Lib Dem leader calls for new rural communities minister following DEFRA "neglect" of countryside
Addressing the CLA’s annual Rural Business Conference in London, Liberal Democrat Leader Sir Ed Davey backed a key policy of the Country Land and Business Association’s (CLA) Rural Powerhouse campaign to create a senior cross departmental Minister for Rural Communities.
He warned that a culture of government departments passing the buck has led to “the neglect we are now witnessing of rural communities”.
In a damning address, Sir Ed Davey, said: “We need to start with a change to the way the Government thinks about rural communities.
“Siloing off ‘rural affairs’ in DEFRA plainly isn’t working. It leads to the neglect we are now witnessing of rural communities across government.
“Why aren’t rural businesses a priority for the Department for Business? Why isn’t rural transport a priority for the Department for Transport? Why aren’t rural health services a priority for the Department for Health? Why aren’t rural schools and colleges a priority for the Department for Education? Why isn’t rural connectivity a priority for the Department for Digital, Culture, Media and Sport?
“In part at least, it’s because they all think ‘That’s DEFRA’s problem’.”
He added that it wasn’t good enough that rural affairs are mixed in with nine other areas of responsibility for Defra which include food labelling, noise and global trade.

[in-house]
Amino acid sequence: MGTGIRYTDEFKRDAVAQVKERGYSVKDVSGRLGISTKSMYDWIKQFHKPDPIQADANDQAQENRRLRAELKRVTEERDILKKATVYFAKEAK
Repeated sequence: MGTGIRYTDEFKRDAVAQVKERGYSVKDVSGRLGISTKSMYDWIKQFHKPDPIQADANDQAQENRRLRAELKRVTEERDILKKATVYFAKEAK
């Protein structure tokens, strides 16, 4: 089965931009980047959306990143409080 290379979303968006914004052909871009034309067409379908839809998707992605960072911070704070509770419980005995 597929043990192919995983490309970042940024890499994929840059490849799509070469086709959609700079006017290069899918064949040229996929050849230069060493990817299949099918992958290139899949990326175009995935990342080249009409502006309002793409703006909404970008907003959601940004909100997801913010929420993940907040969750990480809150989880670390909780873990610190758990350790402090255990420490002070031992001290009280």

A designated minister is needed to make sure rural communities are not getting left behind, he added.
"I’m calling on the Prime Minister to appoint a cross-departmental Minister for Rural Communities, to make sure that rural voices are heard across Whitehall when decisions are made. So that rural communities aren’t forgotten or ignored by any part of government ever again.”
It follows a the publication earlier this year of a major report by the All Party Parliamentary Group for the Rural Powerhouse, which called for structural change in how Government approaches the rural economy.
It set out an economic blueprint to revitalise the rural economy, potentially to the tune of £43bn. The report concluded that no government in recent memory has had a program to unlock the economic and social potential of the countryside.
Decades of neglect have left the countryside in a state of stagnation with a 19 per cent productivity gap between the rural economy and the national average, it also said.
CLA president, Mark Tufnell told the meeting, the CLA’s flagship annual event, that the delays to the rollout of the Environmental Land Management (ELM) schemes were “unacceptable,” comparing the lack of clarity on payment rates to buying “something from the shop without knowing the price.”
The confusion was also damaging the CLA’s relationship with the government and farmers were losing confidence, he said, while also criticising the government’s track record in supporting rural businesses across the country, pointing towards a planning regime that seems “designed to hold the rural economy back,” a lack of affordable housing driving away young people, and infrastructure and connectivity preventing many from even “operating in the 21st century”.
Dr Coffey confirmed to delegates that the review into ELM has concluded and said that its purpose was to “secure the biggest bang for our buck in the way we spend public money and that it is easy and attractive for farmers to get involved.
She said: “The review is now complete and that we are moving ahead with the transition on the same timescale and with three schemes.
“All the funding that we are taking out of reductions in BPS will continue to be made available to farmers through a combination of one-off grants and ongoing schemes and the advice you need to get your business on the right footing for the future.
“As we make those planned, steady reductions to BPS payments we will pay you to take action through our three environmental land management schemes.”